Everything You Need to Know Before Buying an Off-Road Trailer

As most off-road and overland enthusiasts know, specially built camper trailers designed to go off grid have become increasingly popular over the past few years.   

Off-road trailers come in many shapes, sizes, and price points, and they’re built to handle the rigors of rough trails that take you deep into the wilderness while providing creature comforts that make any overland excursion a whole lot more enjoyable.   

For the past several years, we’ve had a few different Patriot Campers trailers that we’ve taken off-road and across the country on numerous journeys, and we’ve discovered that an overland trailer is a very valuable piece of gear; one I’m not sure I could live without. We’ve also learned a lot about the pros and cons of owning an off-road camper trailer, and key features that are crucial to its capability and durability.   

Buying a trailer for your travels is a big decision and there are lots of things to consider before shelling out your hard-earned cash for one. To help, we wanted to share our thoughts about all the advantages, disadvantages, and things to look for if you’re in the market for an off-road trailer for your adventures.   


There are lots of things we love about owning an off-road trailer—including the ability to camp along the edge of a remote canyon and watch a spectacular sunrise—so here are all the reasons why you may want to buy an off-road trailer.   

A red Jeep and Patriot Campers off-road trailer on the edge of Palo Duro Canyon as the sun rises.

Trailer Storage Means You're Always Ready for Adventure   

When you own an off-road trailer, you can keep it stocked and ready to go, which makes trip planning—or even spontaneous trips—a whole lot easier. In our experience, off-road trailers have plenty of room for storing all the gear and equipment you could possibly need, and then some. You won’t have to load and unload your vehicle before and after every camping trip because it all stays in your trailer, ready for your next adventure.   

It is so convenient to get to camp, open up your trailer, and have everything you need right there. You don’t have to dig through boxes and bags to find lanterns, chairs, and cooking gear—everything is in its designated place. Something else we love is that there’s no more forgetting anything just because you didn’t remember to grab it from the back of the top shelf of that cabinet in your garage.    

Plug & Play Kitchen   

One of the biggest advantages of owning an overland trailer is having a kitchen stocked and ready with all of your favorite cooking gear and equipment. From basic amenities like running water and utensils, to luxury items like an Omnia stovetop oven or a blender, a trailer’s storage allows you to have the camp kitchen of your dreams wherever you are, which makes cooking and eating in the great outdoors a piece of cake!   

With most off-road trailers, there’s a place for a refrigerator (typically larger than what you would bring in your vehicle) so there’s plenty of room for fresh foods to keep you eating well, whether it’s for the weekend or a week. Most trailers also hold a lot more water than you’d typically carry in your rig, which is a bonus. Our Patriot Campers X1 trailer holds 40 gallons of water, which means we have plenty for drinking, cleaning dishes, and washing up.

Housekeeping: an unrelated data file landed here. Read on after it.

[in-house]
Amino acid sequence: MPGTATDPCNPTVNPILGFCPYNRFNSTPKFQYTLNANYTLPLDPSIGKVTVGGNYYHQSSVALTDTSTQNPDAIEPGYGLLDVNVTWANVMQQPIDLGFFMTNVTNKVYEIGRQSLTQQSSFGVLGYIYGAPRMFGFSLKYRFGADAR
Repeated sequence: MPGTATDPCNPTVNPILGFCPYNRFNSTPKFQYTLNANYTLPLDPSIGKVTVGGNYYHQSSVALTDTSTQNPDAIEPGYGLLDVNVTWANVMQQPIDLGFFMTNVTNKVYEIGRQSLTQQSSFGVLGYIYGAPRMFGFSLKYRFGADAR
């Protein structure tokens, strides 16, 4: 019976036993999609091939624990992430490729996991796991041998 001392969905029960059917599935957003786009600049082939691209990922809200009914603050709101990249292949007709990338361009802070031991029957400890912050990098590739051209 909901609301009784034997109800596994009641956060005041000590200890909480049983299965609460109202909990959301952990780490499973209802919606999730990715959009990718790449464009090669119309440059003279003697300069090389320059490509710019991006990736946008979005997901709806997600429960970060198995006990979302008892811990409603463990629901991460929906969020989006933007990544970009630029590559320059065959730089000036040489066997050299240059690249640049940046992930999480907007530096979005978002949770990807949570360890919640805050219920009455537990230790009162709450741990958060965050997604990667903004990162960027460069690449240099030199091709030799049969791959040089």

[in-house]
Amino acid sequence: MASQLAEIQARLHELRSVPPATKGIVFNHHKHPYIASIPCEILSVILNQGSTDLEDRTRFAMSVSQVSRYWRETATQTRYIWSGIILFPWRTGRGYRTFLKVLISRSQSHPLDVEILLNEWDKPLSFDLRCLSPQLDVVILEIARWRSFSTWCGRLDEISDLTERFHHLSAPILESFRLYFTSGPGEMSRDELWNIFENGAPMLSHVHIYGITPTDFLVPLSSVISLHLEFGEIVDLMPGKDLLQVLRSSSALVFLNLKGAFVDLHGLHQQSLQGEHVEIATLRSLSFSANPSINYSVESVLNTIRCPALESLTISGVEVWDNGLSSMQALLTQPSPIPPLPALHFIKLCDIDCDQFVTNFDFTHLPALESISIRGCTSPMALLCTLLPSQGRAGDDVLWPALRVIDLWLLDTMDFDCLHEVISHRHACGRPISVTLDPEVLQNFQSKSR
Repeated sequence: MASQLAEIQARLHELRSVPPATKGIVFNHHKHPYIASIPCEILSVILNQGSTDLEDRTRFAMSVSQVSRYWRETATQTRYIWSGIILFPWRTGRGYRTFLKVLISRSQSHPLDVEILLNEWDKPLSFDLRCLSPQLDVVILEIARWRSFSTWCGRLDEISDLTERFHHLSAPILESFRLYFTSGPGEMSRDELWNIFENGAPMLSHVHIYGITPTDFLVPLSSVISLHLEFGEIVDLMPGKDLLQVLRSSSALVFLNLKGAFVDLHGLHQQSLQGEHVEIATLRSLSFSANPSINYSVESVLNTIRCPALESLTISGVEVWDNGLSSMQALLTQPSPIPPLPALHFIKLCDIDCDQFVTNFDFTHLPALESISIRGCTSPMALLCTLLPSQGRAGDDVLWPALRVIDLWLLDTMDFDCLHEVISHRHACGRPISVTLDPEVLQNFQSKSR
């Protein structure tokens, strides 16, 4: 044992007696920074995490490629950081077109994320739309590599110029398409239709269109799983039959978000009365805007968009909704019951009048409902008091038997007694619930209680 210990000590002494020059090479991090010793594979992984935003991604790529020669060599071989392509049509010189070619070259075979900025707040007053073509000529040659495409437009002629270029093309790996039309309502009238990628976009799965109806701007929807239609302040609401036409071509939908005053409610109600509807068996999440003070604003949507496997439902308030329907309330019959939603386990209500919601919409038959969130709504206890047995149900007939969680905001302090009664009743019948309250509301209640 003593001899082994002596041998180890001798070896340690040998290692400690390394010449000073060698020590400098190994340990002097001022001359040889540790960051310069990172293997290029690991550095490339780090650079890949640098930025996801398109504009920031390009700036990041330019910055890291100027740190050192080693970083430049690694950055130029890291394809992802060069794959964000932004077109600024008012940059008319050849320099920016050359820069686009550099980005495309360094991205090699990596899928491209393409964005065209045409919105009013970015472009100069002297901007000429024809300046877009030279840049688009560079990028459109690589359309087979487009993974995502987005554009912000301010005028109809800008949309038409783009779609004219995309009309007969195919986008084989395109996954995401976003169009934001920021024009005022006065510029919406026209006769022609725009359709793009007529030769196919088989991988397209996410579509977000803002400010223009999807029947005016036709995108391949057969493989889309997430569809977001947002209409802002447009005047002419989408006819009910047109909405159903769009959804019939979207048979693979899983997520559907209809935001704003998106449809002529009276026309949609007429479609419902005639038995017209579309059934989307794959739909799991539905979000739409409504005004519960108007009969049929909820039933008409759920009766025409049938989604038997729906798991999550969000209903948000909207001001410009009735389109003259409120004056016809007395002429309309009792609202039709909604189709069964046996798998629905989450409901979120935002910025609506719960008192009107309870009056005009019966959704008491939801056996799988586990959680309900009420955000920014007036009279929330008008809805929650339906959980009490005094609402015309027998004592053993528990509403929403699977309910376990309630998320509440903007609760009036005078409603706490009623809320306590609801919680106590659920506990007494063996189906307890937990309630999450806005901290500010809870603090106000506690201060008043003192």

When you have a trailer, you can also leave your pantry items and non-perishables in your kitchen, which is another added convenience, ensuring you’re always ready to hit the road and making it less likely you’ll leave behind a vital ingredient. Just add fresh food and water and you’re ready for adventure!   

Added Comfort

Probably the number one reason most folks get a trailer for off-roading and overlanding is the added comfort. We get that most people associate camping with roughing it. But seriously? There’s no reason getting out and enjoying nature means you have to be uncomfortable.   

A trailer has ample storage space, giving you the option of bringing as many comfort items as you want when you head off grid. This also allows you to tailor your gear to fit your plans and lifestyle. Planning to do a lot of relaxing? Go ahead and bring your hammock…it’ll fit. Are you the parents of an infant? No worries…there’s room for a portable playpen and extra diapers.    

One of the biggest comforts a trailer adds is a place to sleep that’s off the ground and out of the elements. The standard choices among the different models of trailers are usually either a compartment in the trailer or a rooftop tent. (Note, some trailers provide a space for a rooftop tent but not the tent itself, so that may be an added expense.)   

Both options allow for a comfy mattress, and you can even add memory foam like we have for an even better night’s sleep. When it comes to getting out of the elements—particularly the wind, rain, or snow—a trailer that has a hard-walled sleeping space will definitely keep you feeling snug and safe.   

Many trailers also have a hot water heater which, in our opinion, is absolutely amazing. Whether you’re taking a camp shower or just doing dishes, having hot water at camp makes life on the trail so much nicer.     

Depending on the trailer, there are loads of amenities you can pick and choose from to amp up your comfort level, everything from heaters and air conditioners, to slide out showers and barbecue grills.    

Base Camping   

Another great thing about having a trailer is that we can set up a base camp and free ourselves to move about in just our Jeep. If we’re at a beautiful, remote, dispersed camping site, and there are plenty of trails in the vicinity, we don’t have to pack up camp and move every day. We can just disconnect, lock up the trailer, and head out to explore.   

Great for Families   

When you’re venturing out into the wild with your family, especially with younger kids, having a trailer can make life more enjoyable for everyone. In addition to a safe and secure place to sleep, you’ll have room for all the extra gear and food that you'll need when traveling with family, especially when you have more than one child.   

When packing for an off-road camping trip, space is already going to be tight in your vehicle. And when you throw in clothes and camping gear for four or more people, it can be pretty easy to exceed your vehicle’s gross weight, especially if you’ve built it out for overlanding.